It’s ideally best to get rid of excess furniture and other goods by having a sale before you move. This will reduce the volume of goods to be moved and thus lower moving costs. Unwanted furniture which cannot be sold can often be donated to charitable groups, many of which will come to your home to pick up donations. All other unwanted items should be taken to a landfill. You should provide the U.S. Postal Service with a forwarding address, and utility companies should be advised when to end service. Check with utility companies to see if there is deposit money which should be returned.
How do you plan a move?
The time to plan your move begins once you’ve decided to sell your home. Some of the activities required to sell the home can actually help with the moving process. For example, cleaning out closets, basements and attics means there will be less to do once the home is under contract.
Your planning will be guided by a number of things:
- Are you moving a long distance? If yes, you’ll likely require an interstate mover and the use of a large van.
- Moving internationally. Contact the embassy in Washington, D.C., for information. Be aware that items which may be entirely common in the United States can be prohibited in foreign countries. Ask about customs protocols, duties and taxes.
- Moving locally? If so, will you move yourself? You’ll need to consider packing boxes, peanuts, blankets or padding and a van rental.
- Planning is key. Stock up on boxes, packing materials, tape and markers. Always mark boxes so that movers will know where goods should be placed.
Who should you use?
The decision of who to use can begin with a visit to REALTOR.com’s® moving center and discussions with the REALTOR® who is marketing your home.
There are a number of factors to consider. Money is one issue: You’ll want to spend as little as possible, but choosing only on the basis of cost can be a mistake. Movers must have the right equipment, training and experience to do a good job. A mover, no matter how large or small, should be able to provide recent references for homesellers with a similar volume of goods to transport.
Get mover estimates in writing. Be aware that it’s possible to get discounts through membership organizations and, sometimes, on the basis of your profession: Clergy, for example, sometimes qualify for a discount.
Always confirm mover credentials. Movers should be licensed and bonded as required in your state, and employees should have workman’s comp insurance.
Get a checklist.
Moving is a big job and checklists can make it more organized and easier. Here are some of the major items to consider:
- Money. If you’re moving more than a few miles then you should have enough cash or credit to cover travel, food, transportation and lodging.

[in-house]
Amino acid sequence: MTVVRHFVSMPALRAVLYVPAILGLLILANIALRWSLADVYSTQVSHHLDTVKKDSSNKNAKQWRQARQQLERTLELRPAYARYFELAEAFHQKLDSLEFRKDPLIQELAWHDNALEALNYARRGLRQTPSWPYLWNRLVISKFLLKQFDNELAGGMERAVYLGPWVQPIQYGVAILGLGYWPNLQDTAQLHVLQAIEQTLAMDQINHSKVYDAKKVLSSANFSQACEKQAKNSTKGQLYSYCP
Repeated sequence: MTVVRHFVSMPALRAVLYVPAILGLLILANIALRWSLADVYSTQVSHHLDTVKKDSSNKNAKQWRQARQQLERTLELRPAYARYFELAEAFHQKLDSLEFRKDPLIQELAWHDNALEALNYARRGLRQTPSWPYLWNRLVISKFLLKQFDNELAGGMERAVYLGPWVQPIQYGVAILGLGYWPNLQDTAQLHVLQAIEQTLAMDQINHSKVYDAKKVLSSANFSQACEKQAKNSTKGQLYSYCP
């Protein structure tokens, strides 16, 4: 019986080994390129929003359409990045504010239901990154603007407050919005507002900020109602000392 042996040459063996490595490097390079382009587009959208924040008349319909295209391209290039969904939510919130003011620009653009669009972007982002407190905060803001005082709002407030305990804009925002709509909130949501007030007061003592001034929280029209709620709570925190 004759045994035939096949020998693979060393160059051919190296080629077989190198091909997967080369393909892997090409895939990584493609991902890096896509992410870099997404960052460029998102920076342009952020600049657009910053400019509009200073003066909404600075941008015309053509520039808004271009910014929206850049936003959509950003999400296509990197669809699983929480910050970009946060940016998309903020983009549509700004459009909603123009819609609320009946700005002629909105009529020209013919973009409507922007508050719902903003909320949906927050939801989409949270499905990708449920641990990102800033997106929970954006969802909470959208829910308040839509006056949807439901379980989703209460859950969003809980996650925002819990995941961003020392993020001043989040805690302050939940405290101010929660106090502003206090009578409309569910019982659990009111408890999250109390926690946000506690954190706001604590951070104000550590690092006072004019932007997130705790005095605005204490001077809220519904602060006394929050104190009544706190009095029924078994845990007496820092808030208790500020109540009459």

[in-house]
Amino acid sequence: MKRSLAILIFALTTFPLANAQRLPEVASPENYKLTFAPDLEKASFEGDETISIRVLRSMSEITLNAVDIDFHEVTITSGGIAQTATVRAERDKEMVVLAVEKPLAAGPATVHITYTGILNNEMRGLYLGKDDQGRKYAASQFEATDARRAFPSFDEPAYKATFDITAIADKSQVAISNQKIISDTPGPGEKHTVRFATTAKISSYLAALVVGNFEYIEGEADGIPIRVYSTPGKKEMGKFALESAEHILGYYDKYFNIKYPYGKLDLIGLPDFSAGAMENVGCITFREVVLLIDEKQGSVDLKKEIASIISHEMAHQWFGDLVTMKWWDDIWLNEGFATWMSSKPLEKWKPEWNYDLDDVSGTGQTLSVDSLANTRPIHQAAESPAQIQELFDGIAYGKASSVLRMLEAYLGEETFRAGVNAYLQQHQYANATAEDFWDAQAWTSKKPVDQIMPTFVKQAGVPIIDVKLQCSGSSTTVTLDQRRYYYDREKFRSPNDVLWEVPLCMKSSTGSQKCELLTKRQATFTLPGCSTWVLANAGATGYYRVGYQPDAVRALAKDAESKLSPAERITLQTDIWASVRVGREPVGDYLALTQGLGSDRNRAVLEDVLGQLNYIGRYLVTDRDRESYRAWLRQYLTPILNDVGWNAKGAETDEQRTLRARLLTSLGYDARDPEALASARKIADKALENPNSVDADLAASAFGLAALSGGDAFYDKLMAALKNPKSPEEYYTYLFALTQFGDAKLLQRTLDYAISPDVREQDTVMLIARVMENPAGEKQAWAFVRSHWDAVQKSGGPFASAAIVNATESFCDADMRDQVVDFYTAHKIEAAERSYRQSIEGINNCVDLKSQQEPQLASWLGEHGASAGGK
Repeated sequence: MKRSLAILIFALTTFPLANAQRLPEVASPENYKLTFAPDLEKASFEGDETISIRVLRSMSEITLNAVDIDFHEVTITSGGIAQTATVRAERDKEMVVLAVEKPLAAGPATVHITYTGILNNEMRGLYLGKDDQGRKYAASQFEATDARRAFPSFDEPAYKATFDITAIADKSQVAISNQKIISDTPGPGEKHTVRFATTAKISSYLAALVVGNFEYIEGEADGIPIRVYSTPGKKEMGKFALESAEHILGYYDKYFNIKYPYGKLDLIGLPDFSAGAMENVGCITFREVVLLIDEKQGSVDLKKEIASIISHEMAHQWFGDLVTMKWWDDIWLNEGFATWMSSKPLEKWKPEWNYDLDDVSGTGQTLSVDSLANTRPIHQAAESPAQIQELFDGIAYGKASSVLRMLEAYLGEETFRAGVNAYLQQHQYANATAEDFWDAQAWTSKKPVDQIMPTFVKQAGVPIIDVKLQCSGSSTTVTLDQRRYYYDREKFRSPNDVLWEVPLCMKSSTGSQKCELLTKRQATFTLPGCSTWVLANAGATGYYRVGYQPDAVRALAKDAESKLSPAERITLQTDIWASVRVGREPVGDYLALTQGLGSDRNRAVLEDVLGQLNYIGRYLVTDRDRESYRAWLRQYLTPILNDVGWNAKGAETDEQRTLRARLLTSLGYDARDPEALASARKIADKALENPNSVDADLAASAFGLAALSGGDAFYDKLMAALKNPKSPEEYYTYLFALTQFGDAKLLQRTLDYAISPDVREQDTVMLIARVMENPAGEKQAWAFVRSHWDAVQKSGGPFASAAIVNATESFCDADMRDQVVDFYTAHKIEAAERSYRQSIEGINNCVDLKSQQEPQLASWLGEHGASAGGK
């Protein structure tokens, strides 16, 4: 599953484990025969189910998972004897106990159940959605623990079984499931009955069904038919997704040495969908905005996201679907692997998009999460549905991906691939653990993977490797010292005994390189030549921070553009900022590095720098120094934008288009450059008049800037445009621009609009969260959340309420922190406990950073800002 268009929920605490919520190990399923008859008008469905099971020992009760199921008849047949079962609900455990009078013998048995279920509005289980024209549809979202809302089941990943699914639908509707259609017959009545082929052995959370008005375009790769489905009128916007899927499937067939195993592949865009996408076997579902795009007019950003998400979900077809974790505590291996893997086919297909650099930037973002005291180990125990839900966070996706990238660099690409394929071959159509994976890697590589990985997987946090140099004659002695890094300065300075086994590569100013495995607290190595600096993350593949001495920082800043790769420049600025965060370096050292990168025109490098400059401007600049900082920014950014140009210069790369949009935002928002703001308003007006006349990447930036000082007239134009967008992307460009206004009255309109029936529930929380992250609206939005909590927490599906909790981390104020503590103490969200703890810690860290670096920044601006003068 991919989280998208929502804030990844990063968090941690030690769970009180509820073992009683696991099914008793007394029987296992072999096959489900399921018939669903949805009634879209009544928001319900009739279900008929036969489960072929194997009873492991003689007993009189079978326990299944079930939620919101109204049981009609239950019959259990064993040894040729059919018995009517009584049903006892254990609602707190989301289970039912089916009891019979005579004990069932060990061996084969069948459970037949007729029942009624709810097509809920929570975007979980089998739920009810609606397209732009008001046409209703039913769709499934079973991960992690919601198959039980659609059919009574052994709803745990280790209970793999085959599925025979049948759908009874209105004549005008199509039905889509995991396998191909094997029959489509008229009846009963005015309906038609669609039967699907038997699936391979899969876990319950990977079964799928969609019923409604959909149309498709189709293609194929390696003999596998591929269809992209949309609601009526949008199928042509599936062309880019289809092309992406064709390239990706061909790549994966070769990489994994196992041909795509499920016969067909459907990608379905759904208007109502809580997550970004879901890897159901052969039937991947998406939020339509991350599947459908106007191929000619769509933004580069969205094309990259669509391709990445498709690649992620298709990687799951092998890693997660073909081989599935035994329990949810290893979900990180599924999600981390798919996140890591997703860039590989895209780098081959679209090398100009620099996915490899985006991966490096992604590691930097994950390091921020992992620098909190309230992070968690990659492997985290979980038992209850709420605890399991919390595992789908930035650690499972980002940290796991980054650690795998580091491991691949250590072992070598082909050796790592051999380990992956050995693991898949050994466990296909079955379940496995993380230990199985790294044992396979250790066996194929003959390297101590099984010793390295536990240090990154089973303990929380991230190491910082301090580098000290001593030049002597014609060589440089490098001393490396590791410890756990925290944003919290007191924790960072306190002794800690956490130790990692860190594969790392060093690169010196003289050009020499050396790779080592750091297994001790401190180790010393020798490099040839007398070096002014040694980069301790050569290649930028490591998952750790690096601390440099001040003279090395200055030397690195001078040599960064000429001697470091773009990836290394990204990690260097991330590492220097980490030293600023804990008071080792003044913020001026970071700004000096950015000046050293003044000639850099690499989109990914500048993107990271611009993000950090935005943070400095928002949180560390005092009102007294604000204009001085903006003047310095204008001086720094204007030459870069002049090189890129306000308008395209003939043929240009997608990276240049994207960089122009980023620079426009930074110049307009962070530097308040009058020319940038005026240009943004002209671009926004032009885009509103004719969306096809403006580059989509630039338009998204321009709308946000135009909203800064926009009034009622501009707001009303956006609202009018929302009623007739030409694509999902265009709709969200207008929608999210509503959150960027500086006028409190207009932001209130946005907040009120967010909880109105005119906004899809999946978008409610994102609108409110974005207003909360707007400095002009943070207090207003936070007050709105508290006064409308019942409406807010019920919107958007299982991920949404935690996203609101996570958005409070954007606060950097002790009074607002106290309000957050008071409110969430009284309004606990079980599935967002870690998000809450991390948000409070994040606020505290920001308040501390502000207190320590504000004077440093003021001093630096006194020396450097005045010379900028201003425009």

- Medicine. Keep medicines and related prescriptions in a place where they will be available during the move.
- Number boxes so that all items can be counted on arrival. Make a list of boxes by number and indicate their contents.
- If moving with children, make sure that each has a favorite toy or toys, blankets, games, music and other goods.
- Moving historic, breakable or valued items? Such goods routinely require special handling and packaging.
- Have address books readily available in case you need help.
- If you have a laptop computer with a modem, make it accessible during your trip to pick up business and personal e-mail.
1. Get estimates from a reliable repair person on items that need to be replaced soon, a roof or worn carpeting, for example. In this way, buyers will have a better sense of how much these needed repairs will affect their costs.
2. Have a termite inspection to prove to buyers that the property is not infested.
3. Get a pre-sale home inspection so you’ll be able to make repairs before buyers become concerned and cancel a contract.
4. Gather together warranties and guarantees on the furnace, appliances, and other items that will remain with the house.
5. Fill out a disclosure form provided by your sales associate. Take the time to be sure that you don’t forget problems, however minor, that might create liability for you after the sale.
Courtesy of National Association of REALTORS®
Use a yard sale to reduce the clutter in your home and get rid of items you don’t want to move.
1. Check with your city government to see if you need a permit or license.
2. See if neighbors want to participate and have a “block” sale to attract more visitors.
3. Advertise. Put an ad in free classified papers, put up signs and balloons at major intersections and in stores near your home.